Another year draws to a close and it has been quite a roller coaster for investors. While 2018 may not be a blockbuster year in terms of actual market returns, if you have got your personal finance plan in order, you wouldn't have had too much to worry about this year.
CNBC-TV18 looks back at the year gone by and more importantly talk about the trends that are likely to shape wealth creation in 2019.
Surabhi Upadhyay is in conversation with Abhijit Bhave, CEO, Karvy Private Wealth; Samir Jasuja, co-founder, Prop Equity and Kunal Shah, head of commodities and currency research, Nirmal Bang Commodities, to get real estate and commodity outlook for 2019.
Watch the video here:
It has been quite a year of ups and downs and topsy-turvy, changes in taxation, long term capital gains (LTCG) tax etc... When you look back at 2018 and you think about wealth management and wealth creation, what is the first thing that comes to mind?
Bhave: When I look back at 2018, two words come to my mind; less and lesson. It was a year of fewer returns and it was a year of many lessons. A lot of things were happening globally but if you look at equity market, the index would typically only end up going up 6-7 percent and the returns would be ranging from that level to negative returns in equity.
If you look at the debt markets, we had a lot of turmoil with interest rates wavering; going up and down. So it was a rollercoaster and to add to that the entire IL&FS fiasco. Therefore, even in debt funds, people saw returns which were from 1-4 percent. So a lot of lessons for investors who were looking at mega returns in 2018.
One major lesson is that asset allocation matters but so also sub-asset allocation. When we started the year, I remember we were telling our investors at Karvy that within equity at least 50 percent should be largecap and then there was grid coming in and a lot of people thought they will get a return of 30-40-50 percent and went into midcap and smallcap. They got 30-40-50 but minus 30-40-50 percent. We had also said that in debt, do not go for duration or credit plays just to get 1-2 percent extra. Focus on short-term debt and focus on fixed maturity plans. If that was a core of a portfolio; largecap and fixed maturity plans or short-term debt, people would have better off. These are two lessons on equity and debt.
You have also undertaken the India Wealth Study – that’s an annual report that Karvy brings out and I was looking at some of the findings, even though it was for FY 18 but a lot of it extrapolated for the calendar year as well. So the good takeaway is that financialisation of savings continues to happen. There is a lot of money moving now in equities, in mutual funds and actually fixed deposits have declined in the year that closed out. So throw in some of the highlights of the study.
Bhave: If you look at 75-100 years back, people were investing only in gold and real estate and in economics we have called ‘J’ curve where it gradually goes up. From 1991 people have been putting more money in financial assets and more so in the last four-five years. Therefore, our finding is that it has been a very good year, overall wealth has gone up by 14 percent but financial assets have gone up by as much as 17 percent. If you look at the overall financial assets, the top five are direct equity, fixed deposits, insurance, savings accounts and cash.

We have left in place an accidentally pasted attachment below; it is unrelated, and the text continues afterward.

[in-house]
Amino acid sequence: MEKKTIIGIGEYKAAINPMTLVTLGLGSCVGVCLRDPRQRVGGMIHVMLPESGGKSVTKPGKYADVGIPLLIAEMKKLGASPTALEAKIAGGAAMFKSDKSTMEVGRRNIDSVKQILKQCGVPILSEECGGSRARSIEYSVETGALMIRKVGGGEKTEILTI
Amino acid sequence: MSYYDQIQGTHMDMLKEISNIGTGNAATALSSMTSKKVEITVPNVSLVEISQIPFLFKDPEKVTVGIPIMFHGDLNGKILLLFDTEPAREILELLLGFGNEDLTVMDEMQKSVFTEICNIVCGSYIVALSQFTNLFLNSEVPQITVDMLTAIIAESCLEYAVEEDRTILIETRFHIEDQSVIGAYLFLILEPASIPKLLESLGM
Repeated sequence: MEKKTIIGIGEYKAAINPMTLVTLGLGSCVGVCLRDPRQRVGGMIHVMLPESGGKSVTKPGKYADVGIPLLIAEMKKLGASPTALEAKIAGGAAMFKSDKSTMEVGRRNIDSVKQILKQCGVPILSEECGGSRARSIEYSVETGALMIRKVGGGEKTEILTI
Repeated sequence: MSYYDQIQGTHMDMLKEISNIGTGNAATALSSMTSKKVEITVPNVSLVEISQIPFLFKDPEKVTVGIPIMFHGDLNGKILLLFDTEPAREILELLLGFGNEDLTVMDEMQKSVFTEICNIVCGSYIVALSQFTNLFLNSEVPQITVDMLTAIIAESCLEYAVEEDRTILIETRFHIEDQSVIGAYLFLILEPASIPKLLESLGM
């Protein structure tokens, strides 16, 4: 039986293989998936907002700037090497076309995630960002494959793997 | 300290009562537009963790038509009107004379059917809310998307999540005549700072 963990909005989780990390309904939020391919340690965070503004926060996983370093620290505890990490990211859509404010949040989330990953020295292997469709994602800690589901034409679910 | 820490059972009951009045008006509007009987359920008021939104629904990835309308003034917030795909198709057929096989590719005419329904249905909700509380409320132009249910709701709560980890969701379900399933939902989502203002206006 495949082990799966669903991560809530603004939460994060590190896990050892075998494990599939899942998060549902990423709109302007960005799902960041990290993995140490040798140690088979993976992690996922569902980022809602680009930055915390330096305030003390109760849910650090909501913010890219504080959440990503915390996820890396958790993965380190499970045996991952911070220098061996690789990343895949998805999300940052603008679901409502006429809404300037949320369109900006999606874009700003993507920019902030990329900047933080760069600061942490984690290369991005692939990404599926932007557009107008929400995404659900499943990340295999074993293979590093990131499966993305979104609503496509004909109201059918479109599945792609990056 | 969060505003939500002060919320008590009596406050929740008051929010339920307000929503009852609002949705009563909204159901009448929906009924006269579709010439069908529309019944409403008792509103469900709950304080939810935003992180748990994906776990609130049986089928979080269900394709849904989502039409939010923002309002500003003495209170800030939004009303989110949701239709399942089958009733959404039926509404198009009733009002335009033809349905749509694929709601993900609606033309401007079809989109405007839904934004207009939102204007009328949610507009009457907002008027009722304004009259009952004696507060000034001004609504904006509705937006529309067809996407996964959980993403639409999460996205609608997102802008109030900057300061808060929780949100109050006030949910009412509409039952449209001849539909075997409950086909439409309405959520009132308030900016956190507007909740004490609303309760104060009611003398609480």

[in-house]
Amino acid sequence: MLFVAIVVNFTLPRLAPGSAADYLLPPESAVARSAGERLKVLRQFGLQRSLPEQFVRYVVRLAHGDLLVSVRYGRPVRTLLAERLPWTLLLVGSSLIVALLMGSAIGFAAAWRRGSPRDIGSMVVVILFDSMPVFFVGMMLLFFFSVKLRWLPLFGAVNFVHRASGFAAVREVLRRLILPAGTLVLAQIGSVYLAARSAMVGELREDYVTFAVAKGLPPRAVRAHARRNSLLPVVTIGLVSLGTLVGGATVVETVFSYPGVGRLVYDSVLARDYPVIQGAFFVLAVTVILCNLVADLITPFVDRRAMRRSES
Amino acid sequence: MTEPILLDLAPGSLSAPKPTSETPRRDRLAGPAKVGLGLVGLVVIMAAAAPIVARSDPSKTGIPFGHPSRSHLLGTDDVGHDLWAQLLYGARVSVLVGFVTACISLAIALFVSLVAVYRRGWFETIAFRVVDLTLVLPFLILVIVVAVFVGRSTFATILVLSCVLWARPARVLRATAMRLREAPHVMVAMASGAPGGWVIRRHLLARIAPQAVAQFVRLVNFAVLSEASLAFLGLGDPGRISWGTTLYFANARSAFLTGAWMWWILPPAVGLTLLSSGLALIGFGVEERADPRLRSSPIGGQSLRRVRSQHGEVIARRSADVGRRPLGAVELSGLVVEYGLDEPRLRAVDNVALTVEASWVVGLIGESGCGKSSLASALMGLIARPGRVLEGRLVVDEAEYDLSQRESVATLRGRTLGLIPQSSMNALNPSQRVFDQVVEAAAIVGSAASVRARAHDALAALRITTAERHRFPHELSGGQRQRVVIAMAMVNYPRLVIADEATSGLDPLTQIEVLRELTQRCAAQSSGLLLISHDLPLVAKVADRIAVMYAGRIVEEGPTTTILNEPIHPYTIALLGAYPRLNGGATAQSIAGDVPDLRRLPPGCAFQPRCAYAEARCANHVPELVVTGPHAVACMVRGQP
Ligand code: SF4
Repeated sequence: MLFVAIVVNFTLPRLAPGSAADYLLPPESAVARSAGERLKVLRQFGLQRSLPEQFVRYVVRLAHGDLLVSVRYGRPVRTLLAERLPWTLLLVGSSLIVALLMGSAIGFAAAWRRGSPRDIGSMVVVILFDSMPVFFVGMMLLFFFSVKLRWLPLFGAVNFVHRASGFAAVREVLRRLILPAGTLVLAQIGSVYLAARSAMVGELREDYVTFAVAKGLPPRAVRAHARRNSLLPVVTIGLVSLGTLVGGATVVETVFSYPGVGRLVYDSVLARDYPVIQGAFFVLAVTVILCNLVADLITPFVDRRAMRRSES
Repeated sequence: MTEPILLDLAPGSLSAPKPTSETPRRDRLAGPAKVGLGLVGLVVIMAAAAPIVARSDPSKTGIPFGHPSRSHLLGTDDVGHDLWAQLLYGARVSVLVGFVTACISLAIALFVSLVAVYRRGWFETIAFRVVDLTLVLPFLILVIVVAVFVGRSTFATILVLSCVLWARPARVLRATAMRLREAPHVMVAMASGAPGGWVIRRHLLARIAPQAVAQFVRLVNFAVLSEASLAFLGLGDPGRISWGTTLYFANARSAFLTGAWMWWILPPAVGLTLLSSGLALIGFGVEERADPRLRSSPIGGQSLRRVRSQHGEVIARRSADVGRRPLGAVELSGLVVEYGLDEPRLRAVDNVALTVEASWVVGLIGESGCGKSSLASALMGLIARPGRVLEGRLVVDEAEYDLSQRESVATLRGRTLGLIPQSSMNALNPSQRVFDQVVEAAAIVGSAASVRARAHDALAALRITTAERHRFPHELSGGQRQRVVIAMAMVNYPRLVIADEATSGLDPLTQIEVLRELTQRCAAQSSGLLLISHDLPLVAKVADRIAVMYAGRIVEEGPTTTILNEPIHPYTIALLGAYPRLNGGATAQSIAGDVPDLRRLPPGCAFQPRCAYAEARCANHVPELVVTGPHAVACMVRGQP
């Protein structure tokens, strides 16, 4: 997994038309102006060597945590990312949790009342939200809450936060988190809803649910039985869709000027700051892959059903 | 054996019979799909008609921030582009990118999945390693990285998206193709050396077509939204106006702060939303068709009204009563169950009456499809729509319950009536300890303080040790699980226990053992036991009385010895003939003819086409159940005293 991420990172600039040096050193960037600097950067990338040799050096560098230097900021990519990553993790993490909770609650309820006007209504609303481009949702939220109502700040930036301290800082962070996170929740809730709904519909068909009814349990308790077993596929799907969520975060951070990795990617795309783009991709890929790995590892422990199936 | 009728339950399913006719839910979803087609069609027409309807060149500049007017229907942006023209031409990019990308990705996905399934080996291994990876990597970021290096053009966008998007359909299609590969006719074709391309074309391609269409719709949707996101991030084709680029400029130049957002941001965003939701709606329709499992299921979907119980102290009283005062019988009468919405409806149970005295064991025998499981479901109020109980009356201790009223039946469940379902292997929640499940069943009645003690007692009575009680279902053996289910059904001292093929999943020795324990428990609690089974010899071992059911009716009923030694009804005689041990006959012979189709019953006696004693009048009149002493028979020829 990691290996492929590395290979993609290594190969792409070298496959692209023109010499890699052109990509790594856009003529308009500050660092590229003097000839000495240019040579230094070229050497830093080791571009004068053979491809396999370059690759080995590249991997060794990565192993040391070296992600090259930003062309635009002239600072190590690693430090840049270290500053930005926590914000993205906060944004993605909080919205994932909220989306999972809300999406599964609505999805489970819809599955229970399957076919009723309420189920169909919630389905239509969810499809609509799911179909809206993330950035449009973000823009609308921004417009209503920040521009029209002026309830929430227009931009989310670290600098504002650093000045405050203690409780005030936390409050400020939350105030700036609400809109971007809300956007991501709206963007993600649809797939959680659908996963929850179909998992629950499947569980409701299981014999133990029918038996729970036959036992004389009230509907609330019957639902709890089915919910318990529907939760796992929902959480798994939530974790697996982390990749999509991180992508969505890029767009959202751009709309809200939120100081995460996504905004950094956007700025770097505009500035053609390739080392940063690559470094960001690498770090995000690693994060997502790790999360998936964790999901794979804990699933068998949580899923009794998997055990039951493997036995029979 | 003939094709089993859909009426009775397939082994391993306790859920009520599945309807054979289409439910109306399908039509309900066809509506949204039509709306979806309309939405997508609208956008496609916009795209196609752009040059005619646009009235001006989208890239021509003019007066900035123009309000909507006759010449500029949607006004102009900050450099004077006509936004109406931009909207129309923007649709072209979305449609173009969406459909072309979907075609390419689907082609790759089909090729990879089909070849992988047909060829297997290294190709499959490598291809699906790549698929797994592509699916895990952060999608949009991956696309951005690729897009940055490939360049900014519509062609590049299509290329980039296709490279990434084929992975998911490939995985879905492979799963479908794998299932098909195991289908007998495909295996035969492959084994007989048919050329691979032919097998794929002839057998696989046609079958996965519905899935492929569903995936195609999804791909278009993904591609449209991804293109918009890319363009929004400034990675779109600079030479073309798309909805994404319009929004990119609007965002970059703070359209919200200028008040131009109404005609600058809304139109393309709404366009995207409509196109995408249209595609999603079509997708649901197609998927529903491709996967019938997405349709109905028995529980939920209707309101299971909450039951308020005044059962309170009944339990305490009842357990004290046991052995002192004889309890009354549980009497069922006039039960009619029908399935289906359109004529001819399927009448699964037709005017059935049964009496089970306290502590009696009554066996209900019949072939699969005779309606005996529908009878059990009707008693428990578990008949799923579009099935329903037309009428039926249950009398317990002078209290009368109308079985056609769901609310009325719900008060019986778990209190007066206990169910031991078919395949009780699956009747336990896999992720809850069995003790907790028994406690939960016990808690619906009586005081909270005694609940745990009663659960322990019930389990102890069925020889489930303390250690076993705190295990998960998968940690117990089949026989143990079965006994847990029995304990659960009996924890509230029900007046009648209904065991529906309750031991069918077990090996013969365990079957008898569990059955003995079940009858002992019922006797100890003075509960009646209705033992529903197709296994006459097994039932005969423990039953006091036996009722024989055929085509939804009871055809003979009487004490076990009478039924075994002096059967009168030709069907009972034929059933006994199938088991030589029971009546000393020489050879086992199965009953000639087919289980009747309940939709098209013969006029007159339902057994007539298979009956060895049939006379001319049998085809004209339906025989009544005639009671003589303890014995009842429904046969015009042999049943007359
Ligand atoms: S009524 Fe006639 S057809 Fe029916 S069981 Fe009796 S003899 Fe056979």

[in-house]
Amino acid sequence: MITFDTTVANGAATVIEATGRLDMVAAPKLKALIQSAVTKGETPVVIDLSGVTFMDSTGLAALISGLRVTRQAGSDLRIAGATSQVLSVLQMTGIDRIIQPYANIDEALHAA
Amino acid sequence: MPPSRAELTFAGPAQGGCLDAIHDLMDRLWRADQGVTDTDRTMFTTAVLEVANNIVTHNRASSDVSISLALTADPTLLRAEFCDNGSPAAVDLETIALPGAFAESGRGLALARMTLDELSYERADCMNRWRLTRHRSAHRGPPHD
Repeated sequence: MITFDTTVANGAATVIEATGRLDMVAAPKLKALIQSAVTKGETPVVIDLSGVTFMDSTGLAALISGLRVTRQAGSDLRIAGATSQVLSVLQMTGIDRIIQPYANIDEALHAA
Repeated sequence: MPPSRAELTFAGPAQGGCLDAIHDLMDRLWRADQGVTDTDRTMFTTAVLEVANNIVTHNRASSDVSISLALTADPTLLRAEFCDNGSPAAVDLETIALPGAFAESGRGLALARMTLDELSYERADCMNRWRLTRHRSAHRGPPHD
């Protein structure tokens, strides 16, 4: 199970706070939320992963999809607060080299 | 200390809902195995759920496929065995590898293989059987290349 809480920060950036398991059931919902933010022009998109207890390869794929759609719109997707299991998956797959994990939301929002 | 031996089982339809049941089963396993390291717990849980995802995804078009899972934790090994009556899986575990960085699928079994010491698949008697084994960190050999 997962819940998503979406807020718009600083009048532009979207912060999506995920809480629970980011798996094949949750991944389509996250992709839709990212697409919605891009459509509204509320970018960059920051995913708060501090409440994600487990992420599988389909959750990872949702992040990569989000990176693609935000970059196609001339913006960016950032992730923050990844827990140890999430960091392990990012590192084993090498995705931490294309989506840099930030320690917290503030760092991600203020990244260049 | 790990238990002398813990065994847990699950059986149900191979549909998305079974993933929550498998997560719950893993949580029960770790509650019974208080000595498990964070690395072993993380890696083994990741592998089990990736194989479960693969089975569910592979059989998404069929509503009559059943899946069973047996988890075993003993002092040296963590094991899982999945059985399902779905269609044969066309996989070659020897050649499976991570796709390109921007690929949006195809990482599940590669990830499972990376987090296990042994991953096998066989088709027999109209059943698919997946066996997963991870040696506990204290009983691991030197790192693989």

The growth rate has gone down in fixed deposits (FD) because the growth rate has gone down. It was number one last year and this year equity is number one and interestingly insurance has always in the top 3. We have been doing this study for the last nine years and even today we are at such a low penetration level that we are less than 4 percent.
So insurance growth would keep on happening but if you look at going beyond that. In Mutual funds, by the way, 60 percent is now equity funds and more than half the industry is individual investors. Therefore, we believe that the trend is going to keep on growing. This year, if the numbers are right, around Rs 85,000 crore were taken out by foreign institutional investors (FIIs) from debt and equity put together, but a billion dollar came out through systematic investment plans (SIPs) every month.
If this year this kind of money has moved out and retail investors has not put in the money, the stock market would have crashed and they have not and that is a big takeaway for the year. In the next few years when the FIIs and retail investors come back in, the market will go at different levels.
What is your advice when it comes to equity investments for the year that we are entering?
Bhave: If you look at 2019 and beyond, first of all, nobody should invest in equity for one year. So we are very positive on equity as an asset class. In fact, we are saying over the next seven years the Sensex would treble to 1 lakh. Informally, people talk of 1E and that ‘E’ is election; this is an election year and for the last two decades elections have come and gone, markets have moved in a direction that they have moved. The two ‘E’ we are talking about are economy and earnings. We believe that earnings growth, which has not been happening for a long time, would be in the range of 18-20 percent over the next seven years and add to that we believe we will have a PE rating and that would typically be in the range of 20-21 that could take the market up.